(Columbia, SC) — The South Carolina Institute of Medicine and Public Health (IMPH), in partnership with the South Carolina Department of Alcohol and Other Drug Abuse Services (DAODAS), hosted a press conference regarding the recent opioid settlement and released IMPH’s new report: South Carolina’s Guide to Approved Uses for Investing Opioid Settlement Funds. The report includes recommendations by a group of subject matter experts and is meant to serve as a resource for county and municipal policymakers on appropriate strategies that can be funded by South Carolina opioid settlement funds from this and future settlements.
On February 25, 2022, the National Prescription Opiate Litigation Plaintiffs’ Executive Committee (PEC) finalized settlements totaling $26 billion with the “Big Three” drug distributors – AmerisourceBergen, Cardinal Health and McKesson – and opioid manufacturer Johnson & Johnson. Fifty-two states and territories and thousands of local governments across the country signed on to the agreement.
In addition to the national agreements, South Carolina Attorney General Alan Wilson worked with the state’s counties and eligible municipalities to allocate more than $360 million coming to South Carolina over the next 18 years. Through an agreement reached by Wilson and the litigating counties, 92% of these funds will be used to directly address the opioid crisis.
As part of the South Carolina Opioid Settlement Allocation Agreement, the state has enacted legislation to allow settlement funds to be sent to approved counties and municipalities and created the South Carolina Opioid Recovery Fund Board to manage and disburse the settlement funds. The board will be comprised of nine members who will be appointed and representative of the four regions of the state.
IMPH’s report suggests that all funds in the South Carolina Opioid Recovery Fund should be used for one or more of the following approved opioid remediation uses:
- Naloxone or other FDA-approved drug to reverse opioid overdoses.
- Medications for Opioid Use Disorder (MOUD) distribution and other opioid-related treatment.
- Treatment for pregnant and postpartum women.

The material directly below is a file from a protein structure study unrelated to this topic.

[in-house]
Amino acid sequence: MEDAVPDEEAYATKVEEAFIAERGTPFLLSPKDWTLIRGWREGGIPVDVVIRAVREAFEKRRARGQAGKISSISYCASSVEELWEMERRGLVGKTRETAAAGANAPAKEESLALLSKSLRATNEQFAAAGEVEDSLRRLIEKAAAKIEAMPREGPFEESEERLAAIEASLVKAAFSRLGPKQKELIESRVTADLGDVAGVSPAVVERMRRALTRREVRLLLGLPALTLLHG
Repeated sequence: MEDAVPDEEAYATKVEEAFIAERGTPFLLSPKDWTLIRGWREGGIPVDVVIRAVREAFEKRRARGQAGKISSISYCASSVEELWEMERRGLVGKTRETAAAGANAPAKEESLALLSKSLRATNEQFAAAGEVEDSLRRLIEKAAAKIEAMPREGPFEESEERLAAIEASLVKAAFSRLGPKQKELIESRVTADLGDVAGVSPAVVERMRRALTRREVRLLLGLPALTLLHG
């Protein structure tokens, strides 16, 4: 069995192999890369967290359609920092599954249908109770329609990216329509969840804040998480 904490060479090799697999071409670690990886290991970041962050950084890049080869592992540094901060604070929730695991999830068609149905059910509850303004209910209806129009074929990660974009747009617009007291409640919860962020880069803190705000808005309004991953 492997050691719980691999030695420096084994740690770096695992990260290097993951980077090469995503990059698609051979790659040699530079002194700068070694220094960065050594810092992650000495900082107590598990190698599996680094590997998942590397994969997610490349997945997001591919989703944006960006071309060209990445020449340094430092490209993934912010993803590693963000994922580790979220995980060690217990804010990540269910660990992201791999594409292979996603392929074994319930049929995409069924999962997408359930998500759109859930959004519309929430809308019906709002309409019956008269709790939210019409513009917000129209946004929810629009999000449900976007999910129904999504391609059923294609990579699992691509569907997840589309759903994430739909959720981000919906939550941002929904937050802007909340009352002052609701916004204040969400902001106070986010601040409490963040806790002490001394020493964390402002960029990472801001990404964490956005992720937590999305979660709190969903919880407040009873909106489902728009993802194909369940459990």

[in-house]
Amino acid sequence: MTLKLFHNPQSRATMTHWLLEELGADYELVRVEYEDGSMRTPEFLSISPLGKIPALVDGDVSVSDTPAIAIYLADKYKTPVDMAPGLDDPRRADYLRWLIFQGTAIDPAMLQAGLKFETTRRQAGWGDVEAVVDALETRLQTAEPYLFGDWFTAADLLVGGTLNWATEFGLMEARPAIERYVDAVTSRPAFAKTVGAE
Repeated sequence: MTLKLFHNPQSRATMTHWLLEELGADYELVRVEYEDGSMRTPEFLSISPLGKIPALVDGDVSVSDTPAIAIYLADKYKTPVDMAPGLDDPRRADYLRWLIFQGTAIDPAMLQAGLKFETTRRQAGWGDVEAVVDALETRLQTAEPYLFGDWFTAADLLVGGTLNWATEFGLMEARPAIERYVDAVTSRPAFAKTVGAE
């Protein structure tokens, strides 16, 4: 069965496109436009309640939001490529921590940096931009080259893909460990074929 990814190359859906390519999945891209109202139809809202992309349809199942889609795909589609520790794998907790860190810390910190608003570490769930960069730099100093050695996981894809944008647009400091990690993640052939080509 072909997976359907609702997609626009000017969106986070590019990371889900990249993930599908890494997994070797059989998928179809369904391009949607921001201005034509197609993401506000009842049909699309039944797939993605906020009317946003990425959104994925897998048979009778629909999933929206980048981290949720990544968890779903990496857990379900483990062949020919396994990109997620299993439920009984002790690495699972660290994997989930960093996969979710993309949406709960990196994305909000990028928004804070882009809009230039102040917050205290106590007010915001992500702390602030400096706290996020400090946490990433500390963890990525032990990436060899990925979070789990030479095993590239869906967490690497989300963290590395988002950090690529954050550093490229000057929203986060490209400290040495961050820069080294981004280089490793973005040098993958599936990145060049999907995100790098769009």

- Expanding treatment for Neonatal Abstinence Syndrome (NAS).
- Expansion of warm hand-off programs and recovery services.
- Treatment for incarcerated population.
- Prevention programs.
- Expanding syringe service programs.
- Evidence-based data collection and research analyzing the effectiveness of the abatement strategies within the state.
These core strategies will support treatment of Opioid Use Disorder (OUD) and any co-occurring Substance Use Disorder or Mental Health (SUD/MH) conditions through evidence-based or evidence-informed programs or strategies. For more information, read the full report here.
IMPH and DAODAS convened the following subject matter experts to develop this report:
- Christina M. Andrews, PhD
Department of Health Services Policy and Management
Arnold School of Public Health, University of South Carolina
- Kathleen T. Brady, MD, PhD
Distinguished University Professor
Director, South Carolina Clinical and Translational Research Institute
Medical University of South Carolina
- Sara Goldsby, MSW, MPH
Agency Director, South Carolina Department of Alcohol and Other Drug Abuse Services
- Alain H. Litwin, MD, MPH
Executive Director, Prisma Health Addiction Medicine Center
Vice Chair of Academics and Research, Department of Medicine, Prisma Health
Professor of Medicine, University of South Carolina School of Medicine – Greenville
Professor, Clemson University School of Health Research
- Edward Simmer, MD, MPH, DFAPA
Agency Director, South Carolina Department of Health and Environmental Control
For more information on the settlement, the contributors and more, access the full report.